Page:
This is me saying on the Internet that I like this and I like you. Here’s to more saying it in person, too.

      • carriehorton says:

        Thanks Shanna! You have no idea how glad I am for bloggers like you who I know in real life and know do not let their online world consume their real world. l’m thankful for you!

    2. Beth Mathews says:

      You are one of the most attentive and caring friends I have and it’s a quality that I wished I possessed more! Thank you for these words and your heart. I love the line “we are connected even when the wifi is down.” Love you!

      • carriehorton says:

        Thanks, Beth. You know I get most of my good ideas from you! And you’re desire to really KNOW people outside of internet life is inspiring. I can’t even remember how boring my life was before I met you :)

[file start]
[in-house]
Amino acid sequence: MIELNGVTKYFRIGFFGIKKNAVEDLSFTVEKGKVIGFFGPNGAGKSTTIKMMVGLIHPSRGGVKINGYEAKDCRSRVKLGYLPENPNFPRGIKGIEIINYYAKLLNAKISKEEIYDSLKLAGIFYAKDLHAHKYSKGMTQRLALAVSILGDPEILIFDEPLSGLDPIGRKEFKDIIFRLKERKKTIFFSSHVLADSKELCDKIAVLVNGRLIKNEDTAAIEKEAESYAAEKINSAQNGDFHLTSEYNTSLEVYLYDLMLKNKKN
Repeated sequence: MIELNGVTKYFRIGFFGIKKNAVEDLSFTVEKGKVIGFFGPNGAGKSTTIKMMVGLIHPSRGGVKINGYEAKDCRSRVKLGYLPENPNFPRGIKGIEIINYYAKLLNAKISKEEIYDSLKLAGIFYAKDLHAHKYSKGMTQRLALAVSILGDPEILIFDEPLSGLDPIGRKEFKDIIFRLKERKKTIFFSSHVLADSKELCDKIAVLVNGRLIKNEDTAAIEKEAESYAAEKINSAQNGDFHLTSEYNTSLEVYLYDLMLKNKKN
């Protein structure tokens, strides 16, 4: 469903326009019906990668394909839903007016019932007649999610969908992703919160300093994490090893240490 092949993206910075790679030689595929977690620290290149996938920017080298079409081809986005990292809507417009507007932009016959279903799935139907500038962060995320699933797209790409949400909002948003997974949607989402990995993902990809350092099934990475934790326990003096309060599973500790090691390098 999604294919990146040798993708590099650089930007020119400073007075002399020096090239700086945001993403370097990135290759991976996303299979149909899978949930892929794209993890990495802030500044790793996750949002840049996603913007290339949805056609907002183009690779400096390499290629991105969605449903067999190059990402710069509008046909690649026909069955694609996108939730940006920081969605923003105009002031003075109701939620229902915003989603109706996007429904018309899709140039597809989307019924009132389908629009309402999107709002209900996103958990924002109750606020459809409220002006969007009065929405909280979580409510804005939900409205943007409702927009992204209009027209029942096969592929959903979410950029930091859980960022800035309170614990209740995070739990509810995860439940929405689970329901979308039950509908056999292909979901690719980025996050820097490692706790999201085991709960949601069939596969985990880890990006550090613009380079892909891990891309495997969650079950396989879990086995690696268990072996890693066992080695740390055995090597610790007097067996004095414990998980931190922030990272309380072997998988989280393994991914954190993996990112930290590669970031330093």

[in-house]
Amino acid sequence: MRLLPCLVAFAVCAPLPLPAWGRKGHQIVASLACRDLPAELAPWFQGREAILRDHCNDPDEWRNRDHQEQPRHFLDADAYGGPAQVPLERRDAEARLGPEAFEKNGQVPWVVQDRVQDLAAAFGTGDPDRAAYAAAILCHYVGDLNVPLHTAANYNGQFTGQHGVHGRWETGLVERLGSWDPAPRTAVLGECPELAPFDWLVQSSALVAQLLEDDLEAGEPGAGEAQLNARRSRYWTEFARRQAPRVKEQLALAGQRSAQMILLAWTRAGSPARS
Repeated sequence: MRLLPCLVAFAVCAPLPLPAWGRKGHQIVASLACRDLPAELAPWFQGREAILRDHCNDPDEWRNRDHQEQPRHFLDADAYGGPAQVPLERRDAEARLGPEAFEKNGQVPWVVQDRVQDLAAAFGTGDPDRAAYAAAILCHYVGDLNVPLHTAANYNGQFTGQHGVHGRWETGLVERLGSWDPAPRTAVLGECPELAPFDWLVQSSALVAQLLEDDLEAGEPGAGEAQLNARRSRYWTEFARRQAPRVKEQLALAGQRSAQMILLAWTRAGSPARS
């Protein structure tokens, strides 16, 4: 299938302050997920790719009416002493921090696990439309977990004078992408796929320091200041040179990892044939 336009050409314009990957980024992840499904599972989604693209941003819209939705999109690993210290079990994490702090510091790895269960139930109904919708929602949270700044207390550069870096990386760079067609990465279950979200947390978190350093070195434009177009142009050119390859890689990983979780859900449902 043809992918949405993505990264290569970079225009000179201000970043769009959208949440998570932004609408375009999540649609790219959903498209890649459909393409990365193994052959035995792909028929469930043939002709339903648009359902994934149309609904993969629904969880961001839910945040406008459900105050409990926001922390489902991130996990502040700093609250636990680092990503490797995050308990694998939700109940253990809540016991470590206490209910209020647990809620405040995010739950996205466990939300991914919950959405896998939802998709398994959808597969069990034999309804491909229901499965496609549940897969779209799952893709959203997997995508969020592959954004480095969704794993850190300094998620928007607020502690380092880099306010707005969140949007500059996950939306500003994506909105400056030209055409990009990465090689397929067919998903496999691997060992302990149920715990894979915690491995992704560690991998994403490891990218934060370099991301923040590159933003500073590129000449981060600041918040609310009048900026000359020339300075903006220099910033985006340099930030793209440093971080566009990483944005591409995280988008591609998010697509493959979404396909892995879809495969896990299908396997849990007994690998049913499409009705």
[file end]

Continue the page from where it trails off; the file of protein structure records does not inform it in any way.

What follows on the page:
3. Jenna says:

      Thanks for this Carrie and for pointing me towards JSF’s and Beth’s articles, this is something I can definitely relate to, like so many of us, and have been thinking a lot about.

      • carriehorton says:

        Thanks Jenna! If you come across any other good reads or want to share some of your thoughts as well, I would love to hear them!

    4. Stacey says:

      I love is, and Shanna’s comment… can’t wait to share some in-person time with you!

      • carriehorton says:

        Stacey, you’re the best :) Thanks for leaving comments on my blog – I love it! I can’t wait to spend time with you…all the time!